Figure 6 Partial correlation between numbers of drapers per capita and wrights per capita, 1710-50 

The estimations that use Domesday Book mills as an instrument for the location of wrights result in a higher estimate than the OLS estimator, and are economically and statistically significant. Controlling for potentially confounding effects, an additional wright generates an average increase of 0.55 drapers in a district. Using the geographical instrument, the increase of one wright apprentice per capita in a district generates an increase of 0.73 draper apprentices per capita. Replicating our result to the iron-making industry provides similar results. 

The results are also robust to spatial autocorrelation, the availability of coal, biases due to the choice of occupations, reliance on specific levels of wheat suitability or ruggedness of rivers, and bias due to the effect of London. We also performed two placebo tests to make sure that our results do not hold for other, non-relevant occupations.

So economically significant upper-tail human capital, such as local mechanical competence, tended to persist over time and helped determine the location of textile industries in the 18th century. The geographical conditions that favoured the construction of water mills for grain-milling created a class of highly trained millwrights. The 19th-century Scottish engineer William Fairbairn reflected that: 

“The millwright of former days was to a great extent the sole representative of mechanical art ... a kind of jack of all trades who could with equal facility work at a lathe, the anvil, or the carpenter’s bench... a fair arithmetician who could calculate the velocities, strength and power of machines...” (Fairbairn, 1871, p. ix-x).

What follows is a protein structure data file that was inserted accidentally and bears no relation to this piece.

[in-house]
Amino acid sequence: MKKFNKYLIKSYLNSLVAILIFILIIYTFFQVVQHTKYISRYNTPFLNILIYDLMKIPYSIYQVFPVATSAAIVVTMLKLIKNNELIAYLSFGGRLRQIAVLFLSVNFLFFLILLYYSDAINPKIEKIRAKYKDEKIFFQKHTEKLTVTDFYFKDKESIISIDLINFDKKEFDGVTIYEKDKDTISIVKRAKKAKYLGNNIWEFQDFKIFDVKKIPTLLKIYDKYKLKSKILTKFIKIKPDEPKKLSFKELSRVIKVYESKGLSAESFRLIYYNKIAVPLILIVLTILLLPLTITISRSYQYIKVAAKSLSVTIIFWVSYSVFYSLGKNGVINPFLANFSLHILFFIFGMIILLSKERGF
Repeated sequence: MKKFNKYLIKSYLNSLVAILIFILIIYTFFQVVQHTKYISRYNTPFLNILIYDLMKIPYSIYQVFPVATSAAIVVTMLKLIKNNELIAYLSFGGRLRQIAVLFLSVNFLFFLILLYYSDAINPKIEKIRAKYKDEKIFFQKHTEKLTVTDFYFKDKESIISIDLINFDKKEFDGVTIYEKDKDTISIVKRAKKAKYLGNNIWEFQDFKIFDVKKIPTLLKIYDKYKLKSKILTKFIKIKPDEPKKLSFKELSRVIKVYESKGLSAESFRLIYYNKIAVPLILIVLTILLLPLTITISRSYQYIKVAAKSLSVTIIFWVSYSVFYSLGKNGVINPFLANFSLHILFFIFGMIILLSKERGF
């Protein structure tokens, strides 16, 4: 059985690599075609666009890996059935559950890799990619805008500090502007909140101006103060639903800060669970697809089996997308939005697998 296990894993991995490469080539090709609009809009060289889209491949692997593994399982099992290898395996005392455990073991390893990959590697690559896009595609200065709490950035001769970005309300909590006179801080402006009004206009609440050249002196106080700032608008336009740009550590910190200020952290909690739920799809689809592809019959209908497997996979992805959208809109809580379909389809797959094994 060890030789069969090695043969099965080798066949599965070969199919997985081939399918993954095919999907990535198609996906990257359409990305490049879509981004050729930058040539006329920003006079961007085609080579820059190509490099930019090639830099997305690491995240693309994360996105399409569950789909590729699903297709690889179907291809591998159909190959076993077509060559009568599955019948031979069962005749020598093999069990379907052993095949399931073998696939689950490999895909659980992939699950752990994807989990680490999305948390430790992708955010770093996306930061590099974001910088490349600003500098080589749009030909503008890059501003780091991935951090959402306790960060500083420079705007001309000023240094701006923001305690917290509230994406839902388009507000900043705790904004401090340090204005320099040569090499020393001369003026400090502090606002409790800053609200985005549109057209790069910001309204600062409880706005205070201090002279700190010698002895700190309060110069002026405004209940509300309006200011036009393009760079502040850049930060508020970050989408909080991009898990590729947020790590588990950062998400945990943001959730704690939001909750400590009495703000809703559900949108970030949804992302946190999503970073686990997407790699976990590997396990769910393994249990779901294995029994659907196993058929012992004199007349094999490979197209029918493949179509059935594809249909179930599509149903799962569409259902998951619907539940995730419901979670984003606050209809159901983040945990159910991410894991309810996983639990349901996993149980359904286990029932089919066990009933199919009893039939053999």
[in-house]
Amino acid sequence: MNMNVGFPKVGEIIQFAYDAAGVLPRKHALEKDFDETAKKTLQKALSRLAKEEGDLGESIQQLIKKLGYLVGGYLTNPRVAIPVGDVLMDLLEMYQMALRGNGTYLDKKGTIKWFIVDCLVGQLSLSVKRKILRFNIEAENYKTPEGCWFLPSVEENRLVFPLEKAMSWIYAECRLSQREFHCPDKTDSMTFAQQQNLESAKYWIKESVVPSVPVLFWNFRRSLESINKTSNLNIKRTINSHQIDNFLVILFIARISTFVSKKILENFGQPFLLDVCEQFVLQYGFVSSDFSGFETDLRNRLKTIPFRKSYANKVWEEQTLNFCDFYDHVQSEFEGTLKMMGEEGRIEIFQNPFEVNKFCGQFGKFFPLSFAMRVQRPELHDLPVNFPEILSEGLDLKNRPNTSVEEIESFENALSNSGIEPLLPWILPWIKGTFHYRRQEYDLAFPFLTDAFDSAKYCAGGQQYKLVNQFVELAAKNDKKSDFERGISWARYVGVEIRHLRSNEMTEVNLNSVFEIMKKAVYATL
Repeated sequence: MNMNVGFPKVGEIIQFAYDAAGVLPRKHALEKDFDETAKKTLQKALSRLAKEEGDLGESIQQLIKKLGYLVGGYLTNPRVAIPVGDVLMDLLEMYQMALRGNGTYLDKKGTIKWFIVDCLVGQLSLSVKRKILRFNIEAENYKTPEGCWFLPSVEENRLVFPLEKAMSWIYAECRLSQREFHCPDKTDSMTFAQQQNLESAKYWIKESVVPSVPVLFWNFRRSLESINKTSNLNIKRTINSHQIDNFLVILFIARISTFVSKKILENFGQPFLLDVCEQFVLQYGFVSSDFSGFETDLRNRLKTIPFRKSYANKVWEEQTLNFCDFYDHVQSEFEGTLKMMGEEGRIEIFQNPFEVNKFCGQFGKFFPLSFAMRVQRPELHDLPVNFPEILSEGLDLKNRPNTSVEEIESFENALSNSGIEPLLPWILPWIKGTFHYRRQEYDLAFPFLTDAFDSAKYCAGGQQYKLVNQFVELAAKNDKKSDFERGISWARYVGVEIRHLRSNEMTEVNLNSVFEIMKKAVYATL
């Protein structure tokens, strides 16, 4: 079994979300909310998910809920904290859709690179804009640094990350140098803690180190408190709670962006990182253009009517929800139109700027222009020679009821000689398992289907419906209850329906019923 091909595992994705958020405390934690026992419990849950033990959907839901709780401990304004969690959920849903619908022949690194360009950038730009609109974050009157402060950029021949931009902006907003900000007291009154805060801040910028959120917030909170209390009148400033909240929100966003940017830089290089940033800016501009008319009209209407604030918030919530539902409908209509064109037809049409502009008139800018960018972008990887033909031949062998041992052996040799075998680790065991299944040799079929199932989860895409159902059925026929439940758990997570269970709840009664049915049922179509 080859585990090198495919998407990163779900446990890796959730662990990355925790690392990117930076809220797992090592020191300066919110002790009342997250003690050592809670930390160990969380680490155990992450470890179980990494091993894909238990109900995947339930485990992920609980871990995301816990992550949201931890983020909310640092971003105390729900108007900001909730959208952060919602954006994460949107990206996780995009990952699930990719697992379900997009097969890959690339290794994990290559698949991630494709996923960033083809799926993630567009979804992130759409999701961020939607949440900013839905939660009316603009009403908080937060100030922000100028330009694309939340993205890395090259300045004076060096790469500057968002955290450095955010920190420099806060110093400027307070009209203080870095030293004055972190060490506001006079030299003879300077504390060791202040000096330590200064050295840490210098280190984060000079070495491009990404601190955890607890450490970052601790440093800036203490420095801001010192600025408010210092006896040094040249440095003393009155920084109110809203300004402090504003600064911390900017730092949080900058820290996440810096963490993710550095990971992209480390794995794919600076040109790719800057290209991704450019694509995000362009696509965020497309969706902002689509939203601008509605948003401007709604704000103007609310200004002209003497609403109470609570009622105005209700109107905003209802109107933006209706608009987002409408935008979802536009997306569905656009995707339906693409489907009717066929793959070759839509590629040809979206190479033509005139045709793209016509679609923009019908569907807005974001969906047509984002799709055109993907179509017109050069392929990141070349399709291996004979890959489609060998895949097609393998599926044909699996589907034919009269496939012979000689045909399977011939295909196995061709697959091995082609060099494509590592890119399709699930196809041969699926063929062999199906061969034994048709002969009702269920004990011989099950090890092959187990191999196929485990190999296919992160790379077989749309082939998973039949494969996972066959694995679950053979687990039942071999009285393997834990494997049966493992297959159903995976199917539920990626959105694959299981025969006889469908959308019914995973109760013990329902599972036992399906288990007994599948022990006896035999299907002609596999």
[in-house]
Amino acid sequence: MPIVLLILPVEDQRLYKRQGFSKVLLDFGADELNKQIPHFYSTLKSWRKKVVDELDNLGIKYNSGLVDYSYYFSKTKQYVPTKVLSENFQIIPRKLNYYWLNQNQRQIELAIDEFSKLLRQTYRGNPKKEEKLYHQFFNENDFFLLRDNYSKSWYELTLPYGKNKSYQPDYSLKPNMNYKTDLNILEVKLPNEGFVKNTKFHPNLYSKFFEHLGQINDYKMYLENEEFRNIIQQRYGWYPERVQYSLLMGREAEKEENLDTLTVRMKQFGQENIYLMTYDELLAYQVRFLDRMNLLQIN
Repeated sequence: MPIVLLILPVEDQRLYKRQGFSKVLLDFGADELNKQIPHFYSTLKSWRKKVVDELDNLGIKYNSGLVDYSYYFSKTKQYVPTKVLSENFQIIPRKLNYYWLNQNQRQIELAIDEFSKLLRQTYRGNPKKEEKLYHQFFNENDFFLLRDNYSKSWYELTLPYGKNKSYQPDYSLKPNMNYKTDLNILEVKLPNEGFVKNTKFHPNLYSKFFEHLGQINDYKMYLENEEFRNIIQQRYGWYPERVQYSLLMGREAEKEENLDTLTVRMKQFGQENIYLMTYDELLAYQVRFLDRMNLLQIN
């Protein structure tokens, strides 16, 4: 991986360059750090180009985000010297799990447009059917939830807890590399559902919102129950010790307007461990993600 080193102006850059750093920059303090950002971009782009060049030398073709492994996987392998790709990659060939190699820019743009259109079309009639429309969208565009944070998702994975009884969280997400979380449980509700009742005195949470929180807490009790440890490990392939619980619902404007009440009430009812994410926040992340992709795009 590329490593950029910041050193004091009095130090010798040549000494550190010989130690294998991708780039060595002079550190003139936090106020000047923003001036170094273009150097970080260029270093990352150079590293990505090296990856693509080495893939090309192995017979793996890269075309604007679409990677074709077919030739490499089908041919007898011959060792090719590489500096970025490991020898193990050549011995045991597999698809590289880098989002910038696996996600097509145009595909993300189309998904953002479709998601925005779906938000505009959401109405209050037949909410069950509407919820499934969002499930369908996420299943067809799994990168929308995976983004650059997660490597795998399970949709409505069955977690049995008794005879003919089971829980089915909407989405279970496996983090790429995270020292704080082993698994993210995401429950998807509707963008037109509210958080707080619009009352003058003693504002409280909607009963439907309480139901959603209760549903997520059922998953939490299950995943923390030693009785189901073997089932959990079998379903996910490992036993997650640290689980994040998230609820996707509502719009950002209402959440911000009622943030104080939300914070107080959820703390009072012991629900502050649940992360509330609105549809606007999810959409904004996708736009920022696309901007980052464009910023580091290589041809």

These skills spilled over from grain-milling to the wool industry, and in this way millwrights played a role in England becoming an industrial nation. 


Board of Stamps (1710-1805), Apprenticeship Books, Series IR 1, The National Archives of the UK.

Cookson, G (2018), The Age of Machinery: Engineering in the Industrial Revolution, 1770-1850, Boydell and Brewer.

Darby H C, ed. (1973), A New Historical Geography of England, Cambridge University Press.

Easterly, W (2001), The Elusive Quest for Growth, MIT Press.

Fairbairn, W (1871), Treatise on Mills and Millwork Vol. 1. 3rd edition, Longmans, Green and Co.

Feldman, N E, and van der Beek, K (2016), “Skill Choice and Skill Complementarity in Eighteenth Century England”, Explorations in Economic History 59: 94-113.

Glaeser, E L, R La Porta, F Lopez-de-Silanes, A Shleifer (2004), “Do institutions cause growth?”, Journal of Economic Growth 9: 271–303.

Langdon, J (2004), Mills in the Medieval Economy: England 1300-1540, Oxford University Press.

Mokyr, J (2009), The Enlightened Economy: An Economic History of Britain 1700-1850, Yale University Press.

Mokyr J, A Sarid, and K van der Beek (2019), “The Wheels of Change: Human Capital, Millwrights, and Industrialization in Eighteenth-Century England”, CEPR discussion paper 14138.

Nelson, R R, and Phelps, E S (1966), “Investment in Humans, Technological Diffusion, and Economic Growth", American Economic Review 56(1/2): 69-75.

Palmer, J (2010), Electronic Edition of Domesday Book: Translation, Databases and Scholarly Commentary, 1086, 2nd Edition, UK Data Service. 

Pritchett, L (2001), “Where Has All the Education Gone?”, World Bank Economic Review 15(3): 367-391.

Squicciarini, M and N Voigtländer (2015), “Human Capital and Industrialization: Evidence from the Age of Enlightenment”, Quarterly Journal of Economics 30: 1825–1883.


[1] The entries in these registers represent indentures (apprenticeship contracts under which masters agreed to instruct their trade for a set term of years – usually seven – in exchange for a sum of money called a premium) and contain information on masters’ trade, location and on the premium paid. The entries begin in 1710, following the introduction of a stamp duty payment on apprenticeship contracts. Indentures were void without the stamp.